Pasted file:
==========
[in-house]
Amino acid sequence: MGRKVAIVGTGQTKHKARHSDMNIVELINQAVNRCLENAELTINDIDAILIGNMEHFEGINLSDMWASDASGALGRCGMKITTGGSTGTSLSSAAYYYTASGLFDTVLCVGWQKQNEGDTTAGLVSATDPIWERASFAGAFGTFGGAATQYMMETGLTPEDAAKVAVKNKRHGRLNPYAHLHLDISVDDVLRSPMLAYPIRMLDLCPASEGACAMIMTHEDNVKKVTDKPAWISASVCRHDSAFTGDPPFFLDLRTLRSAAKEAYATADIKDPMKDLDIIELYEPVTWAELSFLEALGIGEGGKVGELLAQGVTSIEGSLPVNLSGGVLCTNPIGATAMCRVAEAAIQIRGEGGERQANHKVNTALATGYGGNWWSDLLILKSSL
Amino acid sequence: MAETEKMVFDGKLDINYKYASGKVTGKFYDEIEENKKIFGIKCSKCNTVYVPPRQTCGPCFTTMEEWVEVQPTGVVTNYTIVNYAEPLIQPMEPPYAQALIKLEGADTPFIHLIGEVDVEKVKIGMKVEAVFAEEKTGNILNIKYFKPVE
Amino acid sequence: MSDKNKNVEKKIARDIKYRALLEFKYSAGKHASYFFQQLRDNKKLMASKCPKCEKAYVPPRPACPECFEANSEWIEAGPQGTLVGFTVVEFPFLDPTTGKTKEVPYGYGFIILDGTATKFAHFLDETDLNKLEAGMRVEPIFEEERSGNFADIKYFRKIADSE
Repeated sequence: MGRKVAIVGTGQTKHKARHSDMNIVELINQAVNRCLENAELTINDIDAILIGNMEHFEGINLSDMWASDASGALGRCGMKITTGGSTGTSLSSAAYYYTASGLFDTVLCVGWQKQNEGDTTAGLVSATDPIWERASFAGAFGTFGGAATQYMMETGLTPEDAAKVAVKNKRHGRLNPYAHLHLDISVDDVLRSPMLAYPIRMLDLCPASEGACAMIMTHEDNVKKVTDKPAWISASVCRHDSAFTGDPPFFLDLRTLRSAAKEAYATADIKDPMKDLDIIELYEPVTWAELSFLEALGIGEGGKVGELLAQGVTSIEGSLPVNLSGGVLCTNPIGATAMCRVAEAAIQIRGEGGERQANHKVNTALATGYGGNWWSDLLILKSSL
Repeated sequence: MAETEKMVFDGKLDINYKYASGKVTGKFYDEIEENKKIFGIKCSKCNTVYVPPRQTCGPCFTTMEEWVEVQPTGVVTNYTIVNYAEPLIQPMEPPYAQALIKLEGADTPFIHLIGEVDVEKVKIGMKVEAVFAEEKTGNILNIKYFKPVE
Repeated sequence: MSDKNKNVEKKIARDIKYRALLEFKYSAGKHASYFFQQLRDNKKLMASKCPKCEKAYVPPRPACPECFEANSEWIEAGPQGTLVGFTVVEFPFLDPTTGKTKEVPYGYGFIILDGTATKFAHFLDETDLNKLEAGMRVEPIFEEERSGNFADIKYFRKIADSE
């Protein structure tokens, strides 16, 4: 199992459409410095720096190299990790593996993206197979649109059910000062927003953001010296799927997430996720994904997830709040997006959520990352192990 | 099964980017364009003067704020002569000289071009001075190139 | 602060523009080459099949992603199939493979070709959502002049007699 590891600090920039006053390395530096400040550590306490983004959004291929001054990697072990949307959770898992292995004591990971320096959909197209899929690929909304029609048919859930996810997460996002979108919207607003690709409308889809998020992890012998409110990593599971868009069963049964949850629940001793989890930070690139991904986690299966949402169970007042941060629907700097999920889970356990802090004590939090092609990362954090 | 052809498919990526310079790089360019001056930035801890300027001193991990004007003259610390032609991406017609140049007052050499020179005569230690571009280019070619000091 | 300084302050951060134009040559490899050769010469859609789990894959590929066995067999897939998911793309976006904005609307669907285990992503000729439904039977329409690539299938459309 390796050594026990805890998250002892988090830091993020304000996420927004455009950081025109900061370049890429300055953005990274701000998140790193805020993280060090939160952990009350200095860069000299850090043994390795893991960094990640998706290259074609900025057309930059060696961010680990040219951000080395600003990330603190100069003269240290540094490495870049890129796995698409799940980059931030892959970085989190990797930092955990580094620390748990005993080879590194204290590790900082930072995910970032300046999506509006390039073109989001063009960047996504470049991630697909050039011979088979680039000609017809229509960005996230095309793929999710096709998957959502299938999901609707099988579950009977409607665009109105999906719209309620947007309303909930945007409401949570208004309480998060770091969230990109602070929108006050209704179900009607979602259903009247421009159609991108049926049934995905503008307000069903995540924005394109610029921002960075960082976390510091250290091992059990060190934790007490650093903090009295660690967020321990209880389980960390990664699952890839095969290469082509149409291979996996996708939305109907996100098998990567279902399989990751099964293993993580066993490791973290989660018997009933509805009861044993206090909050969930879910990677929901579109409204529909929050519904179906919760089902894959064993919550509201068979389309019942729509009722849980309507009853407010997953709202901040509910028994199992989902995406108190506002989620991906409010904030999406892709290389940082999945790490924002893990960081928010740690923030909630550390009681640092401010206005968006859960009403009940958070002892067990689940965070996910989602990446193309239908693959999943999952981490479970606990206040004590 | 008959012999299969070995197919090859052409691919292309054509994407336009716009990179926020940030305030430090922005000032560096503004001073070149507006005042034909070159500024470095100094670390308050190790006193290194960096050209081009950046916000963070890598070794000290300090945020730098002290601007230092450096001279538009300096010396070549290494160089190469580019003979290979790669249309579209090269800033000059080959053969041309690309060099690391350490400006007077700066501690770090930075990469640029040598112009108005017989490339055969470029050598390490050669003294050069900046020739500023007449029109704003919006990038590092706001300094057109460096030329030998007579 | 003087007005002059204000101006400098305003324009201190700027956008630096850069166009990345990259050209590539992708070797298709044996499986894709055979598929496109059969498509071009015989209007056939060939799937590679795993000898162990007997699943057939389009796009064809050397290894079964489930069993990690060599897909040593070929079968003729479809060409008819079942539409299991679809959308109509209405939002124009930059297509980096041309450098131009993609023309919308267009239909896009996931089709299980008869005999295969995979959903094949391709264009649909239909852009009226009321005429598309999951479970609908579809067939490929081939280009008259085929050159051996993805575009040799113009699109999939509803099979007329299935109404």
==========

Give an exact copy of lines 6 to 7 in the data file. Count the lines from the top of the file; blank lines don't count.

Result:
Repeated sequence: MAETEKMVFDGKLDINYKYASGKVTGKFYDEIEENKKIFGIKCSKCNTVYVPPRQTCGPCFTTMEEWVEVQPTGVVTNYTIVNYAEPLIQPMEPPYAQALIKLEGADTPFIHLIGEVDVEKVKIGMKVEAVFAEEKTGNILNIKYFKPVE
Repeated sequence: MSDKNKNVEKKIARDIKYRALLEFKYSAGKHASYFFQQLRDNKKLMASKCPKCEKAYVPPRPACPECFEANSEWIEAGPQGTLVGFTVVEFPFLDPTTGKTKEVPYGYGFIILDGTATKFAHFLDETDLNKLEAGMRVEPIFEEERSGNFADIKYFRKIADSE